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A Trip Back in History Today!


Kyle Kubs
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Todays inspection of a 1950 Cape being sold by the original owner turned up something special today. The original boiler was still in place, unbutchered and something I have never seen before. After looking at how it was made and engineered it was no wonder it is still working at 57 years old.

Never seen a heat exchanger like this before. Basically a wound copper coil with a burner charectoristic of one you would find on a water heater sitting in the middle. Guess that is why AO Smith went on the make water heaters.

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Wow, I've never seen a boiler design like that before. It uses a very small quantity of water compared to a traditional cast iron water jacket. Kind of ahead of its time. I'll bet it heats up very fast.

It's also unusual that the circ pump is inside the boiler frame.

Were the circulating pipes and radiators copper too?

- Jim Katen, Oregon

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All the AO Smith boilers have the copper tubes. I think Lochinvaar does also.

AO Smith built a lot of these puppies from the 50's through the 70's. It's a very nice design; definitely ahead of it's time. Lots of new on-demand water heaters use the same concept.

Every once and a while I find them w/the coils all badly corroded foamy green; they'll clog the draft & cause major backdrafting.

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Originally posted by kurt

All the AO Smith boilers have the copper tubes. I think Lochinvaar does also.

Every once and a while I find them w/the coils all badly corroded foamy green; they'll clog the draft & cause major backdrafting.

Thats interesting since it was backdrafting badly, but it was backdrafting from the top side of the heat exchanger. Do you find them backdrafting from under the exchanger in that situation? The exchanger did have some good corrosion and signs of leaking. What I found interesting was that the outlet from the exchanger did not have a hard connection to the flu pipe on top of the cabinet. It kind of funneled into it with a few inches of space between them almost like a draft diverter on a water heater, but there was an integral diverter on the flu pipe. I guess the corrosion could be slowing down the flow enough to make it come out on top.

Jim - The distribution/return piping was an all copper Diverter T system which is really common for the era and the Rads where all standard cast Iron hot water radiators. Never seen a Copper Radiator before... That would be pretty neat.

Believe it or not the coil was still cool enough to touch even after running the boiler for about 20min. I guess the radiators were doing a good job of bleeding the heat out of the water. Probably this designs downfall since the low temps at the exchanger would cause condensing of the exhaust gases on the coil and accelerate corrosion...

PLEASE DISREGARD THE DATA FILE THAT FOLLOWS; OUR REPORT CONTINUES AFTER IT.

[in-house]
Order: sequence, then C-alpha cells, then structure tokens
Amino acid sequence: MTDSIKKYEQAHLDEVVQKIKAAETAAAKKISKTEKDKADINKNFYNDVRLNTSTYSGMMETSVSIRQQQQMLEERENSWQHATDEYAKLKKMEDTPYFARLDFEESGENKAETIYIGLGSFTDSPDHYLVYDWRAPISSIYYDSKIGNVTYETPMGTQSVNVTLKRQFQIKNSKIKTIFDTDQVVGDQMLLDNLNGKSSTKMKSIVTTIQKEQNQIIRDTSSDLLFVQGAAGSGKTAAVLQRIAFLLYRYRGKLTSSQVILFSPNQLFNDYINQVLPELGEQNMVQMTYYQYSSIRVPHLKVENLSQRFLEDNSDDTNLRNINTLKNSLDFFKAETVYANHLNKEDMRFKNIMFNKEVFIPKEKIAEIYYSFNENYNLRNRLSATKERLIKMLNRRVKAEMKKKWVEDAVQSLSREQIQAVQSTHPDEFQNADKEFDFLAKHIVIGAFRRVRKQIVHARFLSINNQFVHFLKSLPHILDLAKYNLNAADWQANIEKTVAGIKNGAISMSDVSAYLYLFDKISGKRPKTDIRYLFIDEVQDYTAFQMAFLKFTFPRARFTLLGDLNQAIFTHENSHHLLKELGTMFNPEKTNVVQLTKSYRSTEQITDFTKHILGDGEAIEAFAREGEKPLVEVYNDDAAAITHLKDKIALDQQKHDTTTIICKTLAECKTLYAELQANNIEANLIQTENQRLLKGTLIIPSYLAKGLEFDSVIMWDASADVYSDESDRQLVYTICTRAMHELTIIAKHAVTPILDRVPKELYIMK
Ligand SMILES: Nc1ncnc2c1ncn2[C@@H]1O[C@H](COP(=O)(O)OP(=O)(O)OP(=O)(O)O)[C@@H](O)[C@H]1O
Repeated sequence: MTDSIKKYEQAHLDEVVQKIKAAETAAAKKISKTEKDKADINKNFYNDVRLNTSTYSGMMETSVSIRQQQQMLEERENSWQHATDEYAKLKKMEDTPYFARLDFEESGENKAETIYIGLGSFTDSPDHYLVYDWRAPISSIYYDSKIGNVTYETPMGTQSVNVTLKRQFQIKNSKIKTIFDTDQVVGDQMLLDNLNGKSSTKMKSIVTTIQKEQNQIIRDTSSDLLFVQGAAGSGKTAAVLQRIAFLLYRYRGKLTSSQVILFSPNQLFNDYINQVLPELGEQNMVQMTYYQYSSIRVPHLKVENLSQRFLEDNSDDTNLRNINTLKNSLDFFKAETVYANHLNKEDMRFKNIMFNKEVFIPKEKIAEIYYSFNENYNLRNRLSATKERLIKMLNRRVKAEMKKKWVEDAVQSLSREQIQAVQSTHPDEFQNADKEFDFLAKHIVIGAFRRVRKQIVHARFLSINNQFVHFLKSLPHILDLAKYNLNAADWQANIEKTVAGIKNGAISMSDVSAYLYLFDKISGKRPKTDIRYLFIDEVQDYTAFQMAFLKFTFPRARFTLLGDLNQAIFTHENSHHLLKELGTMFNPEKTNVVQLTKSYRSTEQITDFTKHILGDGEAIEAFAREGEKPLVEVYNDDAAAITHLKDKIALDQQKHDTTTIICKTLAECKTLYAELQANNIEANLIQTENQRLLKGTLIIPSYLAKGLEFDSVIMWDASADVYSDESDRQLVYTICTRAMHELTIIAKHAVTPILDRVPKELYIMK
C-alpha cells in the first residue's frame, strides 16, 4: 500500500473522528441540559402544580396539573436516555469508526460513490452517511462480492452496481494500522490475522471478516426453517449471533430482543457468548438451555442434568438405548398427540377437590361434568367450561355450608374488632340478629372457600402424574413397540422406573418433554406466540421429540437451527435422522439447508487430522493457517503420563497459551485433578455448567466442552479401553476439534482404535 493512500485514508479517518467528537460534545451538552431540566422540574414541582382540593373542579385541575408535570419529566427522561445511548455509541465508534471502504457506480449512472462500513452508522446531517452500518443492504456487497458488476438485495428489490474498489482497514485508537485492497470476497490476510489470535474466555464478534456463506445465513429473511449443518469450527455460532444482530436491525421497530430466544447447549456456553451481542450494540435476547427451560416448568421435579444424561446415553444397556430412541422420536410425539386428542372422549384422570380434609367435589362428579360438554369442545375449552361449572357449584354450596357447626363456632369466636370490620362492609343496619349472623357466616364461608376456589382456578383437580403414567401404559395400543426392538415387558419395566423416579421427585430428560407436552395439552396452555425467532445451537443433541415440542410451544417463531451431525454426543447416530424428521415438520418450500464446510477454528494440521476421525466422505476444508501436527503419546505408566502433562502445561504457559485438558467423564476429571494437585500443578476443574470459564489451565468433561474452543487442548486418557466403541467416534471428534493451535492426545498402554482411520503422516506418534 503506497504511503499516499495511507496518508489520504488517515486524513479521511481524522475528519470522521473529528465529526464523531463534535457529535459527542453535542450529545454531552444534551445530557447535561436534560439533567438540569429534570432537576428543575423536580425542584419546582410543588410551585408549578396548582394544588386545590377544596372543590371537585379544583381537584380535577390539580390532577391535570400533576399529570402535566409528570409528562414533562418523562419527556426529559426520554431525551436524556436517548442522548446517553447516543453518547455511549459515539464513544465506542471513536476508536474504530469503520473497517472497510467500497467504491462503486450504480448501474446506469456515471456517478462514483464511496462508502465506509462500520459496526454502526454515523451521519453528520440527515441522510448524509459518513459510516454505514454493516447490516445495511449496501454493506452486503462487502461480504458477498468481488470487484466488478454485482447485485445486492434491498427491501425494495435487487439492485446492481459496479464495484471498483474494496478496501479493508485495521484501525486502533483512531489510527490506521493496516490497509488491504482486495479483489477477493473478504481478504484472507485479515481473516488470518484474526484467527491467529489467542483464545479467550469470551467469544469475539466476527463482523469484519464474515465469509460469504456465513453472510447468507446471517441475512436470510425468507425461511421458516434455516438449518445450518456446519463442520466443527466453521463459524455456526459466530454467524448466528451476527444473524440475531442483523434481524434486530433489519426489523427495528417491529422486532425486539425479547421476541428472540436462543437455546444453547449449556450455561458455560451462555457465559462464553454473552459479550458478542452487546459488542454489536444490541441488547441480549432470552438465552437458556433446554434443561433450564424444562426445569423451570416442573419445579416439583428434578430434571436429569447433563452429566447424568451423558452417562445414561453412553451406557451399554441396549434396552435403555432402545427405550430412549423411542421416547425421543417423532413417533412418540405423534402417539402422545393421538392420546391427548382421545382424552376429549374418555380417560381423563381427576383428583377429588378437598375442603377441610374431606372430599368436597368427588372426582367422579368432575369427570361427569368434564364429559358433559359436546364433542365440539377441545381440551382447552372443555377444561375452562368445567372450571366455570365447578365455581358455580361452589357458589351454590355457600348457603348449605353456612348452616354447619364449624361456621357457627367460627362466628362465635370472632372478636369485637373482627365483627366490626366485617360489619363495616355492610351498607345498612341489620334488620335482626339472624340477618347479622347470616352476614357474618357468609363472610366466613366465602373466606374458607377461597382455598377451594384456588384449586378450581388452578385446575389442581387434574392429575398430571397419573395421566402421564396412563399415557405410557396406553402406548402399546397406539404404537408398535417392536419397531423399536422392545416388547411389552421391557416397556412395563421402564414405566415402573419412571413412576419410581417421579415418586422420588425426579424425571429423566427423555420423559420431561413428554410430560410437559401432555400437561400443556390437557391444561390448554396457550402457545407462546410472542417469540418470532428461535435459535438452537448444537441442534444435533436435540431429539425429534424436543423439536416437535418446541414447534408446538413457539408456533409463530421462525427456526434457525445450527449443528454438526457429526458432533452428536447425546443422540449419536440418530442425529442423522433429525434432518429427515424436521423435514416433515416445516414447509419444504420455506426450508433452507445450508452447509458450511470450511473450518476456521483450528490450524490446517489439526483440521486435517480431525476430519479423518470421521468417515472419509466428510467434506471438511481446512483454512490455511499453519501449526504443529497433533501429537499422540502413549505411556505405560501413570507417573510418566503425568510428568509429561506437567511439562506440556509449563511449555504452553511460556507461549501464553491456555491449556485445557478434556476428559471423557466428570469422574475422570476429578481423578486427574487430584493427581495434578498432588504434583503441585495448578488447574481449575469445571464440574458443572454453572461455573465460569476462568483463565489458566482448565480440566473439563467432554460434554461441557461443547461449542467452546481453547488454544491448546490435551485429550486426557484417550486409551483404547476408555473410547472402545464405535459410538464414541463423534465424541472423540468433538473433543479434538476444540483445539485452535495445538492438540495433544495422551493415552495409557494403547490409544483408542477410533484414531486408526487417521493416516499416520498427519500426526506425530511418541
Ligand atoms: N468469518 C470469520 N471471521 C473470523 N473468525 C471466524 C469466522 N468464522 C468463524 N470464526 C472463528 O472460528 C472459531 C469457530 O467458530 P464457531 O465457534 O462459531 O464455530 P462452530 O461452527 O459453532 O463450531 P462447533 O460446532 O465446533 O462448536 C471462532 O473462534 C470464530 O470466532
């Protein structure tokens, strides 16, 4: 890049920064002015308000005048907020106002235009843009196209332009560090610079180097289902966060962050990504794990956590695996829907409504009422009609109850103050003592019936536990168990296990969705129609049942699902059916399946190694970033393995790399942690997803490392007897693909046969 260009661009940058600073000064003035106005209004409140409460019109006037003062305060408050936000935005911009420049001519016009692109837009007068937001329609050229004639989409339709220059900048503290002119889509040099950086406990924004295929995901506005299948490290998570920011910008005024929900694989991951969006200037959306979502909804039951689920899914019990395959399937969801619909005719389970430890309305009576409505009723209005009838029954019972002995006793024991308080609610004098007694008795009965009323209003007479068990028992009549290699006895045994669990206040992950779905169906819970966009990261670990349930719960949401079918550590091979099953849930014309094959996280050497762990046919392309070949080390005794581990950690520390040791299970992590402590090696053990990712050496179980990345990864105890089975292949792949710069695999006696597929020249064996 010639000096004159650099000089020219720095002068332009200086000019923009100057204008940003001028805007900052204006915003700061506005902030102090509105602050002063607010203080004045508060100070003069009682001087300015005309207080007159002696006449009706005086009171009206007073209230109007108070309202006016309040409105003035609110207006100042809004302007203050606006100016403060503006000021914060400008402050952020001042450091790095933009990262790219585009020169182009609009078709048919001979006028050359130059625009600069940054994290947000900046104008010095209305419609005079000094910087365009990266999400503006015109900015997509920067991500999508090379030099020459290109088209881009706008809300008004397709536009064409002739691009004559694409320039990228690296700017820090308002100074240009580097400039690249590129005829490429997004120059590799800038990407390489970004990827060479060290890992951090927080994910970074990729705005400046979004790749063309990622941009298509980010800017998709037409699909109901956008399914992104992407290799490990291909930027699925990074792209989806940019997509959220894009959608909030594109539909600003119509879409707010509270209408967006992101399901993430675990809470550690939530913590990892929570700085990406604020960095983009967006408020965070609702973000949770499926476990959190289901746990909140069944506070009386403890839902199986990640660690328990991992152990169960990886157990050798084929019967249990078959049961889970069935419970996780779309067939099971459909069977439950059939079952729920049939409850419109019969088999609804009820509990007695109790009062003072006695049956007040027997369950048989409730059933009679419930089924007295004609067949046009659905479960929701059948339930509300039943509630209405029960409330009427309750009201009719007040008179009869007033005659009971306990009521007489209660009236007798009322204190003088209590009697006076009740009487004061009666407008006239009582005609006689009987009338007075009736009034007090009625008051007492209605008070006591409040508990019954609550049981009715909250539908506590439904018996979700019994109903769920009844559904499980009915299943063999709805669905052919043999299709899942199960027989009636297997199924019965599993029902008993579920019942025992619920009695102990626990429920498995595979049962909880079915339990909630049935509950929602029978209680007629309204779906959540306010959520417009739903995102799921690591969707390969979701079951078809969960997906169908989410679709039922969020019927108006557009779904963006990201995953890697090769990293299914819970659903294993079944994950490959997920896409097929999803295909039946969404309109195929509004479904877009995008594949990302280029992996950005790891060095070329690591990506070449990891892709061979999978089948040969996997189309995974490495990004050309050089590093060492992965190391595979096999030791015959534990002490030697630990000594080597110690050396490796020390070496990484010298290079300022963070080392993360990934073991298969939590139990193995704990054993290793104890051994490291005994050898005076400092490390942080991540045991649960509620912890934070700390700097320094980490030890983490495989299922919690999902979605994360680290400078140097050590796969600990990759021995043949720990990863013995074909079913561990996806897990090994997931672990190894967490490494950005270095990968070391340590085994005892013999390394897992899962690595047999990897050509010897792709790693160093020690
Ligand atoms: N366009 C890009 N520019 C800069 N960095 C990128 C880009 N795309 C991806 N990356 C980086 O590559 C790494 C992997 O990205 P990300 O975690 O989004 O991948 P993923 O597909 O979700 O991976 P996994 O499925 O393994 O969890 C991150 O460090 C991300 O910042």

Kurt - Any idea as to the efficiency of this boiler?

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When I find them messed up, they're usually ready for the dump. I tell folks to replace them. I really like the design though; they hold up well for approx. 40 years. This one is the statistical aberration, but it sounds like it's done too.

Efficiency is not so hot compared to really modern stuff, but it's not bad either. I have no idea regarding actual #'s. In older houses, there's so many other things to consider regarding energy efficiency, I wouldn't worry about the equipment @ this point; I'd be looking @ insulation & windows.

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Originally posted by Kyle Kubs

. . . Jim - The distribution/return piping was an all copper Diverter T system which is really common for the era and the Rads where all standard cast Iron hot water radiators. Never seen a Copper Radiator before... That would be pretty neat. . .

Surely you've seen copper-fin-tube radiators before?

- Jim Katen, Oregon

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Originally posted by Jim Katen

Originally posted by Kyle Kubs

. . . Jim - The distribution/return piping was an all copper Diverter T system which is really common for the era and the Rads where all standard cast Iron hot water radiators. Never seen a Copper Radiator before... That would be pretty neat. . .

Surely you've seen copper-fin-tube radiators before?

- Jim Katen, Oregon

Sorry, of course I have. I just don't think of those as "Radiators" Not in the traditional sense. I grew up with steam heat. In my world a radiator weighs more than you do and breathes & snorts during the cold winter nights to let you know all is well...

Neal - Yes, they are one in the same. "Monoflow" was B&G's brand name for their diverter T fitting. Kinda like calling NM-B "Romex" Same thing. I love these systems. Wish everything had that kind of simplicity today.

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